A lectin isolated from the leaves of S. macrophylla (molecular weight=295 kDa) was cytotoxic aginst Acanthamoeba sp. (a corneal keratitis-causing amoeba) and Tetrahymena pyriformis (a ciliate) indicating its potential as an antiparasitic agent.  S. macrophylla lectin showed cytotoxicity against Acanthamoeba sp. and against Tetrahymena pyriformis at concentrations as low as 25 ppm and 10 ppm, respectively.  The mechanism could involve interaction of the lectin with sugars present in the protozoans. [17]

Antimalarial activity

The bark extract of S. macrophylla showed good in vivo activity (73% inhibition of the rodent malaria Plasmodium vinckei petteri at 250 mg/kg) and in vitro activity (78% inhibition of chloroquine resistant Plasmodium falciparum strains (Indo) at 100 µg/mL against malarial.  The standard antimalarial drugs for the in vitro assay were Cinchona calisaya stem bark extract (0.4 µg/mL produced 100% inhibition) and chloroquine (100% inhibition at 148 ng/mL).  For the in vivo assay, Cinchona calisaya bark extract produced 91% inhibition at 250 mg/kg/day while chloroquine (5 mg/kg/day) inhibited 100% of the parasite growth. [15]

The water extract of S. macrophylla seeds strongly inhibited the growth of Plasmodium falciparum and Babesia gibsoni with inhibition rates of almost 100% and more than 85%, respectively. Babesia gibsoni is a canine intra-erythrocytic parasite that causes anemia.  Its life cyle is similar to that P. falciparum and both produce similar disease symptoms. [18]

Anti-inflammatory, antimutagenic and antitumor-promoting activity

The crude ethanol extract of the seeds S. macrophylla (1 mg/g body weight] showed anti-inflammatory activity as it reduced carrageenan-induced inflammation in mice by 79% . [19]  The solvent fractions of the ethanol extract, i.e. hexane, CCl4 and methanol fractions showed less anti-inflammatory activity.  The methanol fraction elicited the highest inhibition (60%) while the hexane fraction produced a low inhibition of 23%.  The ethanol extract  (0.02 mg/g body weight) showed antimutagenic effects by the micronucleus test as it reduced the number of micronucleated polychromatic erythrocytes induced by the mutagen mitomycin C, by almost 50%.  The ethanol crude extract and its solvent fractions showed significant antitumor-promoting activity as they inhibited Epstein-Barr early-antigen (EBV-EA) activation using 12-0 tetradecanoylphorbol-13-acetate (TPA) as the tumor promoter. [19]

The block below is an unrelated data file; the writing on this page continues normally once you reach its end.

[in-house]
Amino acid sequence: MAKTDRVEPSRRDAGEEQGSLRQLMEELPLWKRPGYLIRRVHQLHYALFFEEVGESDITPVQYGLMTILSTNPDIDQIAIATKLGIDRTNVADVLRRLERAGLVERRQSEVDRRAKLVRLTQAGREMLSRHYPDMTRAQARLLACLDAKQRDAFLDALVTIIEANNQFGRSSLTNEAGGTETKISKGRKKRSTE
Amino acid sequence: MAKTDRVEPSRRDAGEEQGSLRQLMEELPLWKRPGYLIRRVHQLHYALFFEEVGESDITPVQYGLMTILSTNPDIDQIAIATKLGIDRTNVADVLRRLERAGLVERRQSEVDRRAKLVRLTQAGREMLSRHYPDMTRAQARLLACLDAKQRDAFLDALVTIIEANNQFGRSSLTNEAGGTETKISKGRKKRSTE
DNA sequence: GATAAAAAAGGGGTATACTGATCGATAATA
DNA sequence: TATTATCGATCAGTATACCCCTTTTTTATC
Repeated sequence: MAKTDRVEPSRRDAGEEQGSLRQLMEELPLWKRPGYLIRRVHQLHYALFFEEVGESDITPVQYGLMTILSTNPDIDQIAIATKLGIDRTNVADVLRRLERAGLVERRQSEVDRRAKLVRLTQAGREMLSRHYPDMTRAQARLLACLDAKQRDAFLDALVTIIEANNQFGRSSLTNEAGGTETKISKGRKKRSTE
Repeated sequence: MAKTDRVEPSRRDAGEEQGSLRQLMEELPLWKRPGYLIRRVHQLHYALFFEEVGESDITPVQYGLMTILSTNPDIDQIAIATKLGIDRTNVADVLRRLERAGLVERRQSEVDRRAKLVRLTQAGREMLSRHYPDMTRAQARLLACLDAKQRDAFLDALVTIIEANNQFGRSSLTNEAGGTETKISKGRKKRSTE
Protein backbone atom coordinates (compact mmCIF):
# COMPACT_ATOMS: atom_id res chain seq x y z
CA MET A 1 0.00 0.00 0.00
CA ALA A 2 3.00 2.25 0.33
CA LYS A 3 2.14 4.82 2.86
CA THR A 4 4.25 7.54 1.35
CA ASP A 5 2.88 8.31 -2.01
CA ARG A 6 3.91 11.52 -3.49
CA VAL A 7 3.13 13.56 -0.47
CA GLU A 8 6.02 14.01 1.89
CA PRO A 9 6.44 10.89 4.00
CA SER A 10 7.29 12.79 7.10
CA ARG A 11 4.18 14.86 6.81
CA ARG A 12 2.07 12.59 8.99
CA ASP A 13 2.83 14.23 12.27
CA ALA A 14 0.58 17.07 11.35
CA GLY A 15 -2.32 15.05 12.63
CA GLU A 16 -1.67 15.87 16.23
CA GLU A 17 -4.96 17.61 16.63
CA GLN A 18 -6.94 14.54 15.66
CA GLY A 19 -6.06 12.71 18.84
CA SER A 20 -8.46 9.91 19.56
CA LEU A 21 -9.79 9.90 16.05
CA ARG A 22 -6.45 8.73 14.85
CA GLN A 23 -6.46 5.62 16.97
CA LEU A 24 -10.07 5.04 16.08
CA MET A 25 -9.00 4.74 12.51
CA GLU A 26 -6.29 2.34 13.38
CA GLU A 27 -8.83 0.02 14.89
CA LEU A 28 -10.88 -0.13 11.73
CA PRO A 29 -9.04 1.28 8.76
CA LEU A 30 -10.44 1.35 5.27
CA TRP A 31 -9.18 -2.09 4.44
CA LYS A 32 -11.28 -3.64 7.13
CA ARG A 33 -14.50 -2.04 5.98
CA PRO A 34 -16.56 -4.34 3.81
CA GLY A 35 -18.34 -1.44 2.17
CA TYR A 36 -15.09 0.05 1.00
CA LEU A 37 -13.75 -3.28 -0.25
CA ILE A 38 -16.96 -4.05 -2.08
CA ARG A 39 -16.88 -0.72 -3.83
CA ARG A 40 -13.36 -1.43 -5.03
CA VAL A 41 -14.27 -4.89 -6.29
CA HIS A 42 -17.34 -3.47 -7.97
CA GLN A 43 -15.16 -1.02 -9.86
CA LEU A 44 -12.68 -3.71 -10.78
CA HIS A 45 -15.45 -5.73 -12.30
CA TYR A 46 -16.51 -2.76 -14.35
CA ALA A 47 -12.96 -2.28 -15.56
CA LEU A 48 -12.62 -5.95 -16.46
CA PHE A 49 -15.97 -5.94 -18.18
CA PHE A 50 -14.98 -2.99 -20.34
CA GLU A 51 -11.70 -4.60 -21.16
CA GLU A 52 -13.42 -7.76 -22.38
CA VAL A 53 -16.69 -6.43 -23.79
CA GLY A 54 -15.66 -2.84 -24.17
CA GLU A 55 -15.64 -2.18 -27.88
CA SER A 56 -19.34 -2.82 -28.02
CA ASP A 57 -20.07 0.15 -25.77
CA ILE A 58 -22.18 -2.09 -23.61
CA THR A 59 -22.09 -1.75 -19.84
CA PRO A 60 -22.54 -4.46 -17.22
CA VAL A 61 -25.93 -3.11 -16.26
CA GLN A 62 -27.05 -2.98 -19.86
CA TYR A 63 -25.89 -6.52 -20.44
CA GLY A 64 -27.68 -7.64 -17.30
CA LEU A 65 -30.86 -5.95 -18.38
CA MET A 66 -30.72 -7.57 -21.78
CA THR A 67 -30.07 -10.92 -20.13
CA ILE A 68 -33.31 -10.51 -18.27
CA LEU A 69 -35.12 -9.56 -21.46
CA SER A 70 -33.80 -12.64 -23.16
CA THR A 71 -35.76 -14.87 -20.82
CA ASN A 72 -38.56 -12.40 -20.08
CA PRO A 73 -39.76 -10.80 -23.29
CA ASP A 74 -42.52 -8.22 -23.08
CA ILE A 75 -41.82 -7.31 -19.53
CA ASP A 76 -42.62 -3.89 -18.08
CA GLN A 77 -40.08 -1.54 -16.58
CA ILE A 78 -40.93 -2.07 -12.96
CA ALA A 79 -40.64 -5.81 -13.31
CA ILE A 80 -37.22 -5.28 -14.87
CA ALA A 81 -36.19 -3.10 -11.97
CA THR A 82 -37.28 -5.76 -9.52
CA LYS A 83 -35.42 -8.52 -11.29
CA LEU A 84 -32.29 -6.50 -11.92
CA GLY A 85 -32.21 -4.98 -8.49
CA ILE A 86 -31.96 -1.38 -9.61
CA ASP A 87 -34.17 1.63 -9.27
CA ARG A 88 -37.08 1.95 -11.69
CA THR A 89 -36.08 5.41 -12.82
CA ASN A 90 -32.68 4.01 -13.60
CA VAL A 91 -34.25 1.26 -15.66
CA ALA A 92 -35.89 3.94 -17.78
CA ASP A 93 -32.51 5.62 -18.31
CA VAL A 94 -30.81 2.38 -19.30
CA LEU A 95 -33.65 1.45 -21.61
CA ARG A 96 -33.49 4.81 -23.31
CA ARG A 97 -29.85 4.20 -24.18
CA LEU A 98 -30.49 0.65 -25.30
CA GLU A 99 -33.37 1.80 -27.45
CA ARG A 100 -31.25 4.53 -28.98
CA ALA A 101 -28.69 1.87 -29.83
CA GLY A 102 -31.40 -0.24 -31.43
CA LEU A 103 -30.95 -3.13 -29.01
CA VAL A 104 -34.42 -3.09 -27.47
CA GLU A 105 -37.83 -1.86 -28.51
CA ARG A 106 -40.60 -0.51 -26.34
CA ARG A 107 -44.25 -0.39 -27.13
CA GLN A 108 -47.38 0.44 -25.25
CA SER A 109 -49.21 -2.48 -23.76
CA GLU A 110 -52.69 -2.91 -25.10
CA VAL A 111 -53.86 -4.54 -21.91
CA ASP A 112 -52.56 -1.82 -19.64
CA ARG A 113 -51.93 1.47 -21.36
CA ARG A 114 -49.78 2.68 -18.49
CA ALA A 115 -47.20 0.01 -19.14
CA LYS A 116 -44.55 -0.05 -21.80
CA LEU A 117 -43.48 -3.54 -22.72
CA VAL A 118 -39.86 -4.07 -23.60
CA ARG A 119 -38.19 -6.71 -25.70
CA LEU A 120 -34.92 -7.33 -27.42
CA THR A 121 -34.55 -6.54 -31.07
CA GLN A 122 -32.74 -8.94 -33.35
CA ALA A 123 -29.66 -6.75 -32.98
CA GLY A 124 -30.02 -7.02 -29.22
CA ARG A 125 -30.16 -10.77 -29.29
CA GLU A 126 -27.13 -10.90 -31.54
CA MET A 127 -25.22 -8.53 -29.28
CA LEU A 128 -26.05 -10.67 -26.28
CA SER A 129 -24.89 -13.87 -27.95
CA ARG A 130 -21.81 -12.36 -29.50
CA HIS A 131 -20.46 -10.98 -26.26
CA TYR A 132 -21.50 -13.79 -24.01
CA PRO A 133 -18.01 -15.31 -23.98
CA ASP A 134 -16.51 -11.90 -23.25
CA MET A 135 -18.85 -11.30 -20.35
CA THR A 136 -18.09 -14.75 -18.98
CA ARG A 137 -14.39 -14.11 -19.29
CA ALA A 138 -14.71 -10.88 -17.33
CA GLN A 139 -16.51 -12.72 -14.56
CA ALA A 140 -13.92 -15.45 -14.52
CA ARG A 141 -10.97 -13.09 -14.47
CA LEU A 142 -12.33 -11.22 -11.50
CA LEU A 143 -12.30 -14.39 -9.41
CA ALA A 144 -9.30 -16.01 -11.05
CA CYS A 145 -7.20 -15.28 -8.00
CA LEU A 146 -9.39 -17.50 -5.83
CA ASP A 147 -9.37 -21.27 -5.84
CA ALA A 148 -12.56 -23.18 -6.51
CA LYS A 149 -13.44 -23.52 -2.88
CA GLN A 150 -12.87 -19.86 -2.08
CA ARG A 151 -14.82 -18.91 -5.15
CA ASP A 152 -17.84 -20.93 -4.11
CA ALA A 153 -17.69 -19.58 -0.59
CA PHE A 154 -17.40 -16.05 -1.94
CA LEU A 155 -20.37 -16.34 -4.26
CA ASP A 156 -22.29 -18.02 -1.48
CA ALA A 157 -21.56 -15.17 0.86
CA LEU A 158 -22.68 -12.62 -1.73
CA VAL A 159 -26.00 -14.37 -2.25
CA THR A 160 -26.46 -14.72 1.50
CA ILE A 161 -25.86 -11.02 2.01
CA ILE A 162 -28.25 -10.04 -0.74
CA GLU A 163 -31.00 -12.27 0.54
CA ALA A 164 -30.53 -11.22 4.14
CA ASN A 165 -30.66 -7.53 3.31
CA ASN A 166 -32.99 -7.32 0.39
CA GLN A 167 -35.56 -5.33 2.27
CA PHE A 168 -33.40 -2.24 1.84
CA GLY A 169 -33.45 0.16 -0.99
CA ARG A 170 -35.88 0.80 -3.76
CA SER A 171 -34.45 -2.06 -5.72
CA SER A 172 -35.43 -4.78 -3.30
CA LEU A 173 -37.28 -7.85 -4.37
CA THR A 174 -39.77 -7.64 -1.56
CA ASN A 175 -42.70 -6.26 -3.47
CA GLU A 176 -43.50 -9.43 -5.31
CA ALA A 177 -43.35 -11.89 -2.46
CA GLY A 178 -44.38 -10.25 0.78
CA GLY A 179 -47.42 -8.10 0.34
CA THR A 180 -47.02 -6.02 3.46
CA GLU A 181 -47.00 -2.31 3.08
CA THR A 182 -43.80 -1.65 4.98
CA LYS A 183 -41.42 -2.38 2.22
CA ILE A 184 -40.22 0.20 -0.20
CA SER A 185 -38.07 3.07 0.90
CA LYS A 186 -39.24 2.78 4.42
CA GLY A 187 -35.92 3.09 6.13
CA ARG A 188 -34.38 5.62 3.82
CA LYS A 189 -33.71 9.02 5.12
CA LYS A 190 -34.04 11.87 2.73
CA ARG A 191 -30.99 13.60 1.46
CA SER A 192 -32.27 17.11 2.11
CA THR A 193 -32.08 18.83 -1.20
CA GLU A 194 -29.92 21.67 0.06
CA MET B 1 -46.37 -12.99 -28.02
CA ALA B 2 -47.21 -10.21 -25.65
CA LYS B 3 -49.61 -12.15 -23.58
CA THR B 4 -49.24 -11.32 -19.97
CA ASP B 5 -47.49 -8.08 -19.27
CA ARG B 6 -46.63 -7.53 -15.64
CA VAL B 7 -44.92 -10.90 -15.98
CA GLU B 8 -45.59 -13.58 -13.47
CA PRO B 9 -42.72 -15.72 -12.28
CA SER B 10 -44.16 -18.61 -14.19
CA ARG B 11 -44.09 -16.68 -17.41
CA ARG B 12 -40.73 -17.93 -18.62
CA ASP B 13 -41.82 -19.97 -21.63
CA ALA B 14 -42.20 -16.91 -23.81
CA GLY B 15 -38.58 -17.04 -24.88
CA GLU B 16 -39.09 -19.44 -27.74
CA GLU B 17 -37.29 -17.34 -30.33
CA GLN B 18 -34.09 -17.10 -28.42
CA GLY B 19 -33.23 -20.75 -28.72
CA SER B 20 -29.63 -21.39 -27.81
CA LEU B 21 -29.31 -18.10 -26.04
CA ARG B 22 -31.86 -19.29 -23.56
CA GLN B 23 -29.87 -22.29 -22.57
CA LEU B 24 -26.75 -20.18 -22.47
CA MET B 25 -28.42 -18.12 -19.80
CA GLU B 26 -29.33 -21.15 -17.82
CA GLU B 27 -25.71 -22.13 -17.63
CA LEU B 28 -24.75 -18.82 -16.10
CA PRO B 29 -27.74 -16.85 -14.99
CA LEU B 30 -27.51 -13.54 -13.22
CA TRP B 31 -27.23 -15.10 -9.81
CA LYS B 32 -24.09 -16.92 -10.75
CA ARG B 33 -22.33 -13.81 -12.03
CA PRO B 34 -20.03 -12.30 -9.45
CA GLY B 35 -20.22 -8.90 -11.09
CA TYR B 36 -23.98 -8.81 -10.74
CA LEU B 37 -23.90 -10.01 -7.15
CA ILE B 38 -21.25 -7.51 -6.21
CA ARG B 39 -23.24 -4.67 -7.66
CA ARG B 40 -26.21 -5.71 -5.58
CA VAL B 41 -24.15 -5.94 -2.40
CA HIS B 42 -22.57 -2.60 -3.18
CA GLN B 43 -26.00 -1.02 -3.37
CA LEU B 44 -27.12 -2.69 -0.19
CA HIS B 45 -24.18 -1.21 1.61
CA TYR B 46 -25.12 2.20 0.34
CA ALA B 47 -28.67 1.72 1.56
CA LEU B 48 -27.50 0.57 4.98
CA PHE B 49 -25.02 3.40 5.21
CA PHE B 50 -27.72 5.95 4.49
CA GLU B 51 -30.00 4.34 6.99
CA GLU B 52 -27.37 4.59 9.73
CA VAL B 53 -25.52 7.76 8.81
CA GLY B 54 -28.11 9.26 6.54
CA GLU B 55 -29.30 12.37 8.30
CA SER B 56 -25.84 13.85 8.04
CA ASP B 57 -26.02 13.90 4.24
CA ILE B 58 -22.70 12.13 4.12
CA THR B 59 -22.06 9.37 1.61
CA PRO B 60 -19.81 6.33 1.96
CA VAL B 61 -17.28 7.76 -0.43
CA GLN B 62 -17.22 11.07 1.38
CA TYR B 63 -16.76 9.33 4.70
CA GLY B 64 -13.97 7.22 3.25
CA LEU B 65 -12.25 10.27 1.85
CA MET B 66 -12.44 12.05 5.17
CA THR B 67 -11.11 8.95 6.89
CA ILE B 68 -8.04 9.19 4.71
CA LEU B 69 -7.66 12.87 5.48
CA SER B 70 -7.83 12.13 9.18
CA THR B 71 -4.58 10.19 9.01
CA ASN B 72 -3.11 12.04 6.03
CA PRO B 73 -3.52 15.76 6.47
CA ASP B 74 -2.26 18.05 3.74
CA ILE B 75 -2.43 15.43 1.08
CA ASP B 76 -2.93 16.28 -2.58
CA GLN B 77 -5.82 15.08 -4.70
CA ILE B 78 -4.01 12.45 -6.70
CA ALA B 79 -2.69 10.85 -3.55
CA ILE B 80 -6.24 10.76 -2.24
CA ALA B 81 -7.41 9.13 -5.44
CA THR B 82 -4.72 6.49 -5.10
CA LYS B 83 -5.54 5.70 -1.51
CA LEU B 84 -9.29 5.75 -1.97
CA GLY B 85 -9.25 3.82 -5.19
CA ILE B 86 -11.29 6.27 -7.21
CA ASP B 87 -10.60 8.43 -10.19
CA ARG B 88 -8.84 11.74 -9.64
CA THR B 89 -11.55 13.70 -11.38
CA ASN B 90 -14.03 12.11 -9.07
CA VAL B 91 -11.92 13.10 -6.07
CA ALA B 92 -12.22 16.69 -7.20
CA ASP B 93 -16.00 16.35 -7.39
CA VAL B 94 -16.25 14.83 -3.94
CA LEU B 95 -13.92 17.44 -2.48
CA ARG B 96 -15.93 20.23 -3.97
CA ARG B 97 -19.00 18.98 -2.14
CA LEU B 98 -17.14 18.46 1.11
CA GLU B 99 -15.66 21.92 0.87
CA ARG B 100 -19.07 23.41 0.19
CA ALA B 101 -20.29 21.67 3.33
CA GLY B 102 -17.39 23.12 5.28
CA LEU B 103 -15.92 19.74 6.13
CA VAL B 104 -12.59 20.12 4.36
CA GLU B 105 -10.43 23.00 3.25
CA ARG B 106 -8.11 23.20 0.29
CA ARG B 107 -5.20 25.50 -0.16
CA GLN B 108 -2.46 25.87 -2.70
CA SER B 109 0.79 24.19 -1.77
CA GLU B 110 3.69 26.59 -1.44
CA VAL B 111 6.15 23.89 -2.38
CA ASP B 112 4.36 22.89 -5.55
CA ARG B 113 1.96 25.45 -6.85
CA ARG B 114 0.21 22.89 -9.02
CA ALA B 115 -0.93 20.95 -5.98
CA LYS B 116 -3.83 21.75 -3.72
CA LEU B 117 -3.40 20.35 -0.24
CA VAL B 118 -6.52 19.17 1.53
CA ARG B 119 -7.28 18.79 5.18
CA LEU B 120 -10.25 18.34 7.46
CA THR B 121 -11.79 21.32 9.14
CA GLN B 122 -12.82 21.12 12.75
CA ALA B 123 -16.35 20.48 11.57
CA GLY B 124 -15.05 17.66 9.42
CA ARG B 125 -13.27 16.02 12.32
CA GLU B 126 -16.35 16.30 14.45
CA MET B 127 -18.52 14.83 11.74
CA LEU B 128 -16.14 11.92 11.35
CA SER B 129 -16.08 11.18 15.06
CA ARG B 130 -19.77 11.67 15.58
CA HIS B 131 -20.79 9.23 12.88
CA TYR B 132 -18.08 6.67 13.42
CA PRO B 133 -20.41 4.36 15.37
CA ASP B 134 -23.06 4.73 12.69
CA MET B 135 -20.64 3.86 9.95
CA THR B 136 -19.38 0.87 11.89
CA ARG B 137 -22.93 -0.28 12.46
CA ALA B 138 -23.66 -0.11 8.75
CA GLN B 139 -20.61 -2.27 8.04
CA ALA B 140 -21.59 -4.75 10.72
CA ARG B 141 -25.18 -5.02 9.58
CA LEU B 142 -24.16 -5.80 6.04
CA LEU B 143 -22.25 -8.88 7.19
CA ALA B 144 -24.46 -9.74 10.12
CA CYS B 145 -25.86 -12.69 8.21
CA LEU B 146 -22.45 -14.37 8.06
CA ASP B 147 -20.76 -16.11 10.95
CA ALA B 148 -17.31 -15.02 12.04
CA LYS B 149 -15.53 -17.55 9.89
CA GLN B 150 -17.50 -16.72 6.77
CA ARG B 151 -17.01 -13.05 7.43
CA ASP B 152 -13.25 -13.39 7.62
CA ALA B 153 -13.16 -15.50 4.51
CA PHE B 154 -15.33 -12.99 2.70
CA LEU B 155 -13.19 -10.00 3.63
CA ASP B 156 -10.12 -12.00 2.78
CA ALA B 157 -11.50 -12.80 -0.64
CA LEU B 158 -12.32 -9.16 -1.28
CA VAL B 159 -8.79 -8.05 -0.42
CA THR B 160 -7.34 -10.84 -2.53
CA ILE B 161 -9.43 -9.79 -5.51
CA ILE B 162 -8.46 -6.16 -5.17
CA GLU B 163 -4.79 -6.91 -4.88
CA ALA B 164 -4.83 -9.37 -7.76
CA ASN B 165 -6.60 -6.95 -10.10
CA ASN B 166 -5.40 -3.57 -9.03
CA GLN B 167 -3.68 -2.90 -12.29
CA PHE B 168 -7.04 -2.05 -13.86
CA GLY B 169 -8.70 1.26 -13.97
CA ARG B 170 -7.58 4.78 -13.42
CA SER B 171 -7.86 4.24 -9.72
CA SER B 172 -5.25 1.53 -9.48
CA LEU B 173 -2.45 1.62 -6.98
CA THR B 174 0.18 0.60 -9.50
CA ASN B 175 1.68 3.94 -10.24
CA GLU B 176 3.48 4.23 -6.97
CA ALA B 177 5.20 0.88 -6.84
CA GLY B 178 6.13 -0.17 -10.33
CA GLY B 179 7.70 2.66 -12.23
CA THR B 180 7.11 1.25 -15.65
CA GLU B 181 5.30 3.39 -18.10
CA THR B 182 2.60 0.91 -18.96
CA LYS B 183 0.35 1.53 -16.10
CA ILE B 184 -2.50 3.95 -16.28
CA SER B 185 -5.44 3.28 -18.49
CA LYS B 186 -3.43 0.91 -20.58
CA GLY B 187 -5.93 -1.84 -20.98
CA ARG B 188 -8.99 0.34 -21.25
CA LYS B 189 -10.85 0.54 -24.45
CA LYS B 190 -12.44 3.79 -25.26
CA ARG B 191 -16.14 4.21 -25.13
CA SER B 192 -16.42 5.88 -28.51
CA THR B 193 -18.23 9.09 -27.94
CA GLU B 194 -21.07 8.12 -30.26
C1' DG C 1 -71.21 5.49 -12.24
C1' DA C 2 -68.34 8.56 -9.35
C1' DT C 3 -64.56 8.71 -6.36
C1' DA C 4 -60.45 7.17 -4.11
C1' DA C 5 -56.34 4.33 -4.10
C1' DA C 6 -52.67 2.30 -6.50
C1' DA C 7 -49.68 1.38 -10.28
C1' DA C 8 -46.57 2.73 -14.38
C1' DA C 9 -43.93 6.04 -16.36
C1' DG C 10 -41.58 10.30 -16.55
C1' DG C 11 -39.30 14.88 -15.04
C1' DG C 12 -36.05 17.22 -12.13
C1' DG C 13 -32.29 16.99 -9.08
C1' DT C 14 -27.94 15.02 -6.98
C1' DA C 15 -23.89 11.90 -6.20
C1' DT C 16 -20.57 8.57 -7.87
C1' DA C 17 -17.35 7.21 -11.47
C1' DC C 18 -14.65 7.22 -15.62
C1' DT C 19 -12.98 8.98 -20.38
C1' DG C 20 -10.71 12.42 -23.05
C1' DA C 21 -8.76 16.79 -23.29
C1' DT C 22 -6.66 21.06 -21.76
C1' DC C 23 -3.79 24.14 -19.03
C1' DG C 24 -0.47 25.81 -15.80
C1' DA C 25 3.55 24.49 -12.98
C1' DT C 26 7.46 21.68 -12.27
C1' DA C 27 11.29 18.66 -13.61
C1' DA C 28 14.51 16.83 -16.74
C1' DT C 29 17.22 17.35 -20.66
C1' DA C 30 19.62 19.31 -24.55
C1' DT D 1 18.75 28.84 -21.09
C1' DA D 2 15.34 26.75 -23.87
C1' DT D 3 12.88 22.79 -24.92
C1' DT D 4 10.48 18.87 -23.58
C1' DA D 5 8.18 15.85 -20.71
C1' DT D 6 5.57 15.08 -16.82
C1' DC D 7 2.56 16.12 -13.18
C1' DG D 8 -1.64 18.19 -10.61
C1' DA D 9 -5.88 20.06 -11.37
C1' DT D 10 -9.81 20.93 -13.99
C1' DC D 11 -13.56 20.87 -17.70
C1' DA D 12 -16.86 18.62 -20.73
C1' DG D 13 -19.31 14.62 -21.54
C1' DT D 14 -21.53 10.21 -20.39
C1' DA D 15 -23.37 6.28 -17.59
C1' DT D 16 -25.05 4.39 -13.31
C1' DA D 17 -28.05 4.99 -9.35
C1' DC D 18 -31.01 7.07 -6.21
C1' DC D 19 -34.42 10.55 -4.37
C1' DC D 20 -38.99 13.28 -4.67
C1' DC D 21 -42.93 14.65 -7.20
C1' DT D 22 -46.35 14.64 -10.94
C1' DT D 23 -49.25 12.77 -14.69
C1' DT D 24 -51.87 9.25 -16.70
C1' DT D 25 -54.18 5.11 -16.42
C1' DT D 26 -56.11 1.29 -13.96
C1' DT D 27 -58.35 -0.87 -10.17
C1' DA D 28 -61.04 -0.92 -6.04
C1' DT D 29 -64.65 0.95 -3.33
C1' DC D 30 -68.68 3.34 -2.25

Antidiarrhoeal activity

The petroleum ether extract of S. macrophylla seeds (25, 50 & 100 mg/kg body weight, p.o.) showed antidiarrhoeal activity in castor oil-induced diarrhoea in rats, indicating its potential for development as an antidiarrhoeal drug . [14] The extract of S. macrophylla produced a reduction in the rate of defecation and improved the consistency of faeces, effects that were comparable to those produced by the standard anti-diarrhoeal drug, diphenoxylate (50 mg/kg).  The maximum effects were seen with 100 mg/kg body weight of S. macrophylla seed extract.  The mechanism may involve increased reabsorption of water due to decreased intestinal motility as the petroleum ether seed extract elicited a profound decrease in intestinal transit and significantly inhibited castor oil-induced entero-pooling (intestinal fluid accumulation), effects which were comparable to those produced by atropine sulphate and a drug that produced gastrointestinal hypomotility.  The extract was equally effective at preventing or curing diarrhoea. [14]

Toxicities

Antifeedant activity

The antifeedant property of the seed extracts of S. macrophylla were investigated using the fall armyworm (FAW), Spodoptera frugiperda (J. E. Smith) and the striped cucumber beetle (SCB), Acalymma vittatum (F.). The seed extracts were highly deterrent (feeding ratios of 0.02 and 0.18 for the ethanol and hexane extracts, respectively) in the FAW bioassay.  The feeding ratio was defined as the percentage of an extract-treated leaf disk consumed/percentage of control disk consumed.  The feeding ratio of 1.0 indicated no deterrency as equal quantities of treated and control leaf disks were eaten.  The extracts were non lethal since 20 % mortality was seen with the ethanol extract while no mortality occurred with the hexane extract.  However, none of the insects pupated while the larvae were all small. The antifeedant activity was also exhibited against SCB although S. macrophylla seed extract was not as potent as the other plant extracts that were also screened. [20]

 

Brine shrimp lethality activity

In the 24 h brine shrimp (Artemia salina Leach) bioassay, the ethanol and hexane extracts of S. macrophylla seeds elicited 22 and 44% mortality, respectively while at 48 h, the mortality were 48 and 76%, respectively. [20]

The crude methanol extracts of the stem barks and leaves of S. macrophylla elicited LC50 values of >1000 and 704.83 µg/mL, respectively, in the brine shrimp lethality bioassay.  The positive control for this assay was the crude extract of the stem bark of Annona squamosa which showed an LC50 value of 6.5 µg/mL. [21]

Haemorrhagic activity

The seeds of Swietenia species and the bark of S. mahagony have been reported to induce uterine haemorrhage which can lead to death. [15]

Genotoxicities and Mutagenicity Studies

No documentation

Clinical Data

Clinical Trials

No documentation

Adverse Effects in Human: